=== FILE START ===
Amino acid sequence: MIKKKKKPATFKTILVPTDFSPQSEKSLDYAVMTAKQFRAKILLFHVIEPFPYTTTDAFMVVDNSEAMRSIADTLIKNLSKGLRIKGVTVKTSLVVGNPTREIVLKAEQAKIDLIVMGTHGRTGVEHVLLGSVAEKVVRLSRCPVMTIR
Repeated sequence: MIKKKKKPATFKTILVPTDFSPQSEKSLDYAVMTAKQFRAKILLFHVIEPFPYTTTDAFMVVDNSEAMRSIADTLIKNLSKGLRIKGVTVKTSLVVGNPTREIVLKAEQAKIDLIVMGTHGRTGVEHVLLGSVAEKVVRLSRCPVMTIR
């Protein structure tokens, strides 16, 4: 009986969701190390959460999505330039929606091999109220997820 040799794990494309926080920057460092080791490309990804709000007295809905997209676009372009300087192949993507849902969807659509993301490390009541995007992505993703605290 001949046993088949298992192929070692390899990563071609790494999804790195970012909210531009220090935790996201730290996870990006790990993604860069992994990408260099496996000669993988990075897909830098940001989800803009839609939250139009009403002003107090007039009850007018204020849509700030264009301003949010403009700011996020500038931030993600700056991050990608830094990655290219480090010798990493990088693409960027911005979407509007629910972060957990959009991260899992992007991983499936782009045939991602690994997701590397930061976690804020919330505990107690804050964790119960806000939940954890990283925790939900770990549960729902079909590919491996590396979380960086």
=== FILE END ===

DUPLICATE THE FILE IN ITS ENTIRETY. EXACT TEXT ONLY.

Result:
Amino acid sequence: MIKKKKKPATFKTILVPTDFSPQSEKSLDYAVMTAKQFRAKILLFHVIEPFPYTTTDAFMVVDNSEAMRSIADTLIKNLSKGLRIKGVTVKTSLVVGNPTREIVLKAEQAKIDLIVMGTHGRTGVEHVLLGSVAEKVVRLSRCPVMTIR
Repeated sequence: MIKKKKKPATFKTILVPTDFSPQSEKSLDYAVMTAKQFRAKILLFHVIEPFPYTTTDAFMVVDNSEAMRSIADTLIKNLSKGLRIKGVTVKTSLVVGNPTREIVLKAEQAKIDLIVMGTHGRTGVEHVLLGSVAEKVVRLSRCPVMTIR
């Protein structure tokens, strides 16, 4: 009986969701190390959460999505330039929606091999109220997820 040799794990494309926080920057460092080791490309990804709000007295809905997209676009372009300087192949993507849902969807659509993301490390009541995007992505993703605290 001949046993088949298992192929070692390899990563071609790494999804790195970012909210531009220090935790996201730290996870990006790990993604860069992994990408260099496996000669993988990075897909830098940001989800803009839609939250139009009403002003107090007039009850007018204020849509700030264009301003949010403009700011996020500038931030993600700056991050990608830094990655290219480090010798990493990088693409960027911005979407509007629910972060957990959009991260899992992007991983499936782009045939991602690994997701590397930061976690804020919330505990107690804050964790119960806000939940954890990283925790939900770990549960729902079909590919491996590396979380960086």